The Filial Sons take Hanoi

The Trip:

Day 1:

This trip was to be an independent trip, in the sense that we, (my brother and I) were gonna fly to Vietnam and have our own holiday where we would do all of the planning and assume all of the responsibilities. While my brother wanted to go to Vietnam because it was convenient and helped him use up his expiring miles, I had never been to its major cities before, hence we decided on the capital, Hanoi. After a smooth three hour flight from Singapore, I got to experience my first taste of the capital city of this country steeped in history.

During the drive from Noi Ba International Airport to the Hanoi Hilton (the hotel located in the historic old quarter, not the prison located in Hoa Lo), I got to experience some sights and sounds that reminded me a lot of a drive from an Indian Airport to the city but with a few significant differences. The first of these differences was the lack of blaring horn noises from dangerous bus and truck drivers, the second was the significant contrast in scenery - from the beautiful and peaceful shots of rice fields and lush green grassy fields, to the chaotic onslaught of traffic in the city. In the few hours that I have been here i’ve seen and experienced many things. The most significant event so far has been the Hotel staff’s assumption that I am Mrs Natrajan when in fact, Mrs Natrajan is my dear mother. It is evident that from my understanding Nitin in this part of the world seems to sound like a girls name or it could be due to the fact that since my brother booked the hotel, they assumed we were a married couple. Thankfully we cleared this up after check-in.

The drive also allowed me to experience some interesting vietnamese transportation solutions, the first of which were the bus stops which, from my understanding, were just signs placed and random intervals. The second of which were the large number of motorcycles people were using and how they were used for just about anything. Since motorcars are significantly expensive in this country, bikes here are used for a myriad of transport solutions and it makes for an interesting scene. The drive from the airport to the hotel only gave me a very small look into the historic old quarter, famous for its French Colonial remnants, and monuments to the revolution such as the Ho Chi Minh Mausoleum and the nearby Lenin Garden. As of now my brother and I have yet to see much but as these few short days go by we shall be seeing more and more places. Our first stop today is a cooking class where we shall be learning some vegan vietnamese cuisine, fingers crossed we don’t kill ourselves from our cooking.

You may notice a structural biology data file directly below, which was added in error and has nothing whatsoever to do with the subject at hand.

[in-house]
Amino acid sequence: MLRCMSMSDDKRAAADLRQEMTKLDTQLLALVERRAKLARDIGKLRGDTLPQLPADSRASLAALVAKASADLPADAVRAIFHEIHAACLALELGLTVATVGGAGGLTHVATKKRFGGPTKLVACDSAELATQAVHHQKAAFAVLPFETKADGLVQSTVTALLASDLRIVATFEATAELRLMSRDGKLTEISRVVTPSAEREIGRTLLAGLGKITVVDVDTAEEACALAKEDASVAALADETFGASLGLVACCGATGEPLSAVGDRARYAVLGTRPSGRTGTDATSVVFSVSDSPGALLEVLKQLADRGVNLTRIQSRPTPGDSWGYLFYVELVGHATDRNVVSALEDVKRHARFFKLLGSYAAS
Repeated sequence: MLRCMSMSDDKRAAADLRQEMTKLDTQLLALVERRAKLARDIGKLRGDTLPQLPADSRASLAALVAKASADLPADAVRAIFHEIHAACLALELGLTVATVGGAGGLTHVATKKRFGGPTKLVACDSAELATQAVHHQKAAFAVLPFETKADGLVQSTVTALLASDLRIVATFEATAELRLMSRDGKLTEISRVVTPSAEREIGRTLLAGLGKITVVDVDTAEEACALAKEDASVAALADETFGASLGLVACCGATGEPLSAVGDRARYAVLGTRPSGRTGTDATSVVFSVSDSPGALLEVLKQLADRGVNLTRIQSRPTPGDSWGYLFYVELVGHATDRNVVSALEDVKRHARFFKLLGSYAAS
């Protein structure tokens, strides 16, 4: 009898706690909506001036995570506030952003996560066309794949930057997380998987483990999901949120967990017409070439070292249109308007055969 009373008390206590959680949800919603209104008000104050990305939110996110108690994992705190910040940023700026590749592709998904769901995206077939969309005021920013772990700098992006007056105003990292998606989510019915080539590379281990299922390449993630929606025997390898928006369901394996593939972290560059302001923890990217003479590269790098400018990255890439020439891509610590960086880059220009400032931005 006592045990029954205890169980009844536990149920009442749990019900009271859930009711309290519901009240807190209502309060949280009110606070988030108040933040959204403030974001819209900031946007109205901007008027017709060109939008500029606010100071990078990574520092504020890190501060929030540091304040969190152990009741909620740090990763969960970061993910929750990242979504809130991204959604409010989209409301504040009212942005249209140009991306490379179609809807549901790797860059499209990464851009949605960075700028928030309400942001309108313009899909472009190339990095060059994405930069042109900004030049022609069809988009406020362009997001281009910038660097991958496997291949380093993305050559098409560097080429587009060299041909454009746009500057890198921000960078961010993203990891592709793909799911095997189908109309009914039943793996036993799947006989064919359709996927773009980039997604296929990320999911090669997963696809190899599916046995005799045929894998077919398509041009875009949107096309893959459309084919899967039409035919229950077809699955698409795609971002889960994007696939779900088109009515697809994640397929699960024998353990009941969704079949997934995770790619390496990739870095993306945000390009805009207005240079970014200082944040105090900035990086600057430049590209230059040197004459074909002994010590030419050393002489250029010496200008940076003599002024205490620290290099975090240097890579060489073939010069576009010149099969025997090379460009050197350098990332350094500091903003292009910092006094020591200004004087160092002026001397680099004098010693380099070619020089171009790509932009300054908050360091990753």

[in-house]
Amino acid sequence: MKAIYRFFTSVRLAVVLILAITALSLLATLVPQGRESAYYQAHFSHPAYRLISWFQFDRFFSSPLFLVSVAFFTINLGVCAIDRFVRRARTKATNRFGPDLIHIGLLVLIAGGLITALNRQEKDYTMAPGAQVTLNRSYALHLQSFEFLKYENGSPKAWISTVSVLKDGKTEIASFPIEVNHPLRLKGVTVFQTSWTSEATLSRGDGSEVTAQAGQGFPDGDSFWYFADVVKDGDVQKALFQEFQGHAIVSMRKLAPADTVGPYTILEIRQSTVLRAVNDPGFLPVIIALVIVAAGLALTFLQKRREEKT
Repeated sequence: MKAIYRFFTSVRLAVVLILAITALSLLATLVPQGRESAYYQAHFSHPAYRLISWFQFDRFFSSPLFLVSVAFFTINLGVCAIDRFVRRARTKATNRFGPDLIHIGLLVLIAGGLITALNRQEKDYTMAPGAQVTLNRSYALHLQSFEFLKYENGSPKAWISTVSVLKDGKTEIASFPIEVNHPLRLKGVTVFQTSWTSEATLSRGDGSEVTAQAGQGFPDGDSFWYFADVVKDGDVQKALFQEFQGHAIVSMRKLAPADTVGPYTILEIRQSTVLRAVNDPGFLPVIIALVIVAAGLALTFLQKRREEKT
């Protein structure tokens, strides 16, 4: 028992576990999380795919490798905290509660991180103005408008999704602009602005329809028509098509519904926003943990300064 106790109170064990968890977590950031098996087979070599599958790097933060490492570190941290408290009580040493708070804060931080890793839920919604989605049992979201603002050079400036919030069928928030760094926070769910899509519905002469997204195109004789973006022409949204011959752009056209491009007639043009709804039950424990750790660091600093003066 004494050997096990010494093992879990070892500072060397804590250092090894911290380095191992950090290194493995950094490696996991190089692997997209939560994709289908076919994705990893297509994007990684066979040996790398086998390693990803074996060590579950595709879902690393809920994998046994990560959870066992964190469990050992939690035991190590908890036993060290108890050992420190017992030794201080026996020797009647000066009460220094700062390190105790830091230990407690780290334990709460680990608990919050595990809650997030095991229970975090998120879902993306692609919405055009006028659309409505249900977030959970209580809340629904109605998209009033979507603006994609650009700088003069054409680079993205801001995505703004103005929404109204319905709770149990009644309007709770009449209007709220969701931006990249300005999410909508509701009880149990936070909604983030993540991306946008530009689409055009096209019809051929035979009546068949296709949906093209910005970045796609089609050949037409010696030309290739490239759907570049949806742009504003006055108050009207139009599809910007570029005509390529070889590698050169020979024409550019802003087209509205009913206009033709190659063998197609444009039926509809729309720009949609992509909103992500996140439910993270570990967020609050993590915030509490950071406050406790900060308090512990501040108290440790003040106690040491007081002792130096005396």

Prior to the cooking class the people who ran the class took us to the nearby market where they collect their produce for their kitchen. In the market it was divided up into the vegetable and meat sections. The meat section was rather interesting, mostly in terms of the products available. The products available ranged from fish to eel to toad and to crab. I was rather shocked at one point in the market when there was this one woman preparing frogs. This woman literally bashed the frogs head against the side of a wall and then proceeded to skin them. Had I taken a picture of this, it would’ve been the ideal poster for PETA.

After the rather eye-opening market tour we proceeded back to the cooking school to start the class. As we had signed up for a vegan tofu cooking class we got to try and cook four dishes which utilised the fresh taste and smooth texture of the finest Vietnamese tofu. The dishes ranged from a soup dish which has green bananas in it to something called a tofu cake.
After a solid hour of cooking, in which I found myself to be quite the master in the kitchen, my brother and I then proceeded to eat all the dishes that we prepared. Out of all the dishes that my brother and I prepared, I quite liked the tofu cakes as it was a different way to prepare the tofu plus the garnish of vietnamese herbs added to the pleasant taste. The cooking class also gave us an opportunity to try try Vietnamese wine and beer. Though I was expecting something like Phu Yuk from the James Bond Movie, the Man with The Golden Gun, it actually turned out to be half decent and the beer had a smoother and kinder taste compared to my usual blend of Singaporean made Tiger Beer and Dutch Heineken.

After the cooking class we retired back to our hotel room to relax till night time when my brother and I explored more of the Old Quarter, taking in sights such as the opera house, water puppet theatre, the lake, and the market. We didn’t see much apart from the opera house and a photo shoot for an upcoming bridal fair in Hanoi, thus my brother and I retired back to the hotel room to prepare ourselves for the big day ahead which little did I know would involved trekking through the streets of Hanoi with sweltering mid summer sun overhead.